It is worth noting that previous studies from our lab showed increased susceptibility to inducible tachyarrhythmia in hypothyroid rats [1] and protection from arrhythmias (atrial fibrillation) with T3 or T4 treatment of MI in rats [1,11]. Some clinical studies also suggest increased risk for arrhythmias in subclinical hypothyroidism [12,13]. This issue certainly merits clarification since the current fear of arrhythmia induction with TH treatment of HF may actually be leading to more arrhythmias in some cases.

Addressing what may be the biggest obstacle to translation, these recent oral T3 studies clearly demonstrated a safe treatment window and treatment/monitoring protocol, effective in three different rat models of HF. Importantly, efficacy was shown with low T3 doses that did not elevate serum T3 levels but showed some inhibition of TSH. Since many HF patients have diagnosable low, or borderline low, TH conditions and will likely benefit from restoration of cardiac tissue T3 levels, this information offers important insight for clinical trials. Many questions remain, such as which form of TH to use. Clinical studies have shown favorable treatment effects with either T3, T4, or both.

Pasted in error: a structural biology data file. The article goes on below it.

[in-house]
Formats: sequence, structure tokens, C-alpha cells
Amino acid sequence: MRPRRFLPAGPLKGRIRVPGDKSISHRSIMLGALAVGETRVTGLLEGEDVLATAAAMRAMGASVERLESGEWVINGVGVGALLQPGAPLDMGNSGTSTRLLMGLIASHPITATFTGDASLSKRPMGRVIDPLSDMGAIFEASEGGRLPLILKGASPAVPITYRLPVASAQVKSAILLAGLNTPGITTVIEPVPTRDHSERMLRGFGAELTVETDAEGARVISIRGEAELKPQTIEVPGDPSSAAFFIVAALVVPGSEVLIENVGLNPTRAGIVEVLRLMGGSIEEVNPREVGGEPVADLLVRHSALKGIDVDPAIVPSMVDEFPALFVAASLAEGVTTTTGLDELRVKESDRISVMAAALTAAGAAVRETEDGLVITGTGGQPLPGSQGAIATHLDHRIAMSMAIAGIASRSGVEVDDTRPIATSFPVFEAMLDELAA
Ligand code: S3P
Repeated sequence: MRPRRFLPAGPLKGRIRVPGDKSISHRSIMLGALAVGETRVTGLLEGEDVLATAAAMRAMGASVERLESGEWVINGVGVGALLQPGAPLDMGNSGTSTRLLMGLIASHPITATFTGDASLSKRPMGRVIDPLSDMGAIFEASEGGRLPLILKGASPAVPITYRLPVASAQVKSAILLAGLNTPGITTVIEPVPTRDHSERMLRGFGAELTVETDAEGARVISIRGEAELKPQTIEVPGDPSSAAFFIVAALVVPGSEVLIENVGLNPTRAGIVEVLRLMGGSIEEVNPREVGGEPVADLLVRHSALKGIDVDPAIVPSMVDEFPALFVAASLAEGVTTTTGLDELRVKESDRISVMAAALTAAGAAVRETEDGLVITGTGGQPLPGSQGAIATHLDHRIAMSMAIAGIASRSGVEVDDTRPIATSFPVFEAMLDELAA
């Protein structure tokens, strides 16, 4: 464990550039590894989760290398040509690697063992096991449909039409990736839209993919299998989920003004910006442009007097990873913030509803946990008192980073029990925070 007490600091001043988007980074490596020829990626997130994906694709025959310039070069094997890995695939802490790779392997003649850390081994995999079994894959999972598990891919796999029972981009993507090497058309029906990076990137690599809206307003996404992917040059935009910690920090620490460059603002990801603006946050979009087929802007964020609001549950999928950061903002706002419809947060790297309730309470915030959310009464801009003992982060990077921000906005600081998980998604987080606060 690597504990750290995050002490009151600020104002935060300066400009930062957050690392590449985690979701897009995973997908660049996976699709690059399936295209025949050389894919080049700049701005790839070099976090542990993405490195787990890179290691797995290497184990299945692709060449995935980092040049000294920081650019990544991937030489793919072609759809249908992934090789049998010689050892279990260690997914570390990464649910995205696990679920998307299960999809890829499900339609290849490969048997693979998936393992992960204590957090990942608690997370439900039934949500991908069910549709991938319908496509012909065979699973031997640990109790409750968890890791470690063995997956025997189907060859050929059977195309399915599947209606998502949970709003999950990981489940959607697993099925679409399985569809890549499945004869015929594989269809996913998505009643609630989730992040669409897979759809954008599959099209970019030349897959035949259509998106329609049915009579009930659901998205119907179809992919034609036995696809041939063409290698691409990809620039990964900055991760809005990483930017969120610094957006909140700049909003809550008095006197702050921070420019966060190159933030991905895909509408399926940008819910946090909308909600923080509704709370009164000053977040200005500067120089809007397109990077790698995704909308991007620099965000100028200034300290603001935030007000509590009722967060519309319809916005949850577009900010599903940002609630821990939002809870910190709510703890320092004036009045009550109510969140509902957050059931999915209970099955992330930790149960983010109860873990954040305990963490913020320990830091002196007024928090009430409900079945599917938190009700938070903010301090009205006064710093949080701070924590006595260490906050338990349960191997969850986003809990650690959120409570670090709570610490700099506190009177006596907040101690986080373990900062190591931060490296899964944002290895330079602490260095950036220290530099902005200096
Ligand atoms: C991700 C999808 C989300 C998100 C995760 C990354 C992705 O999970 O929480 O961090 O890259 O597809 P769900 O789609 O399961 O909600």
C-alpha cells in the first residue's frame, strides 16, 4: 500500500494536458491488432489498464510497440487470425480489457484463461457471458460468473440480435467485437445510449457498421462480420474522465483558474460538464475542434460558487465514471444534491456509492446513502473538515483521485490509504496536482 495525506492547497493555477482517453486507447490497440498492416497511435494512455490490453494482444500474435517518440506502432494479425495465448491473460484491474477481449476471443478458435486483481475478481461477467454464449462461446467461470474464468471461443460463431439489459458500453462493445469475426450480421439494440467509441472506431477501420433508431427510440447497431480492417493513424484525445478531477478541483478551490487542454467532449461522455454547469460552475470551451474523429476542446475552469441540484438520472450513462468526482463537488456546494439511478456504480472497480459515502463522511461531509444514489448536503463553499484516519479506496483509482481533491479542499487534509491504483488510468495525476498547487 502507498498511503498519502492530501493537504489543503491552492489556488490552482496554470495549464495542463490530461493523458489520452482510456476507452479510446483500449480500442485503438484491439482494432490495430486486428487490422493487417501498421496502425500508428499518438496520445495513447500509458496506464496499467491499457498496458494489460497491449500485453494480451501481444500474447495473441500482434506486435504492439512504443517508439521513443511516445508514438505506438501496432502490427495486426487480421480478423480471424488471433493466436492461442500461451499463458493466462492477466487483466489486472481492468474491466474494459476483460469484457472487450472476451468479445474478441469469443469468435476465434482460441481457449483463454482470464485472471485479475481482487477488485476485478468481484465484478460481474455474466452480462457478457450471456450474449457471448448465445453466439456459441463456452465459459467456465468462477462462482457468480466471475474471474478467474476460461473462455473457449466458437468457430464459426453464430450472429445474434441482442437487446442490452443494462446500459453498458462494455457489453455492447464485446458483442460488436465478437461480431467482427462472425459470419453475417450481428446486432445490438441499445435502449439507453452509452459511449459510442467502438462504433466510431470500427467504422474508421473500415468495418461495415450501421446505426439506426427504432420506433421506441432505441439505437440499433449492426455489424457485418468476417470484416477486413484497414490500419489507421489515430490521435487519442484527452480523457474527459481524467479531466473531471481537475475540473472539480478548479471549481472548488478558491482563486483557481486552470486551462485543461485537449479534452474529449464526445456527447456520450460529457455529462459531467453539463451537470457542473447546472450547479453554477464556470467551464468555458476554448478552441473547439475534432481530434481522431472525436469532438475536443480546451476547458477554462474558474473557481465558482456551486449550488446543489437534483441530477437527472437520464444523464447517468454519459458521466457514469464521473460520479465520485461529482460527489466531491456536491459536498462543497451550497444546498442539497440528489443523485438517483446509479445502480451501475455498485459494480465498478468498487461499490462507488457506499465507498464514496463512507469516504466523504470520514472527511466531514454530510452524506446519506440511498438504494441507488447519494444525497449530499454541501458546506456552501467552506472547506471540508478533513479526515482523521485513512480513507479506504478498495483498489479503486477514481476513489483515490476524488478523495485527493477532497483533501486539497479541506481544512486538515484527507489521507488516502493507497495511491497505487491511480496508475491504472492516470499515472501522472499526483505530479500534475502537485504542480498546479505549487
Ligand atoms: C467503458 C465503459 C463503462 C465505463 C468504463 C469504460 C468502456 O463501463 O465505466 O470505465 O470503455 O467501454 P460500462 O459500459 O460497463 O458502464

There is reason for optimism in finally resolving the question of whether to treat low TH function in HF with trials such as ThyrAMI (T4 treatment of acute MI) and Iervasi's T3 treatment THiRST study (Thyroid Hormone Replacement Therapy in ST Elevation MI) which are underway [14]. Potential benefits from treating subclinical Hypo may also be resolved in the Thyroid hormone Replacement for Undertreated older adults with Subclinical hypothyroidism (TRUST) trial [15]. Clearly, there is forward movement on resolving an issue that simply will not go away. Our recent studies in rats show that, for the heart, it appears that a little bit of TH goes a long way, and it can be done safely. It is important to determine if the same is true for humans.

A good starting point would be to finally repeat the study by Kountz [2] in a larger patient population to confirm if reduced mortality is indeed an achievable goal in the treatment of HF with THs.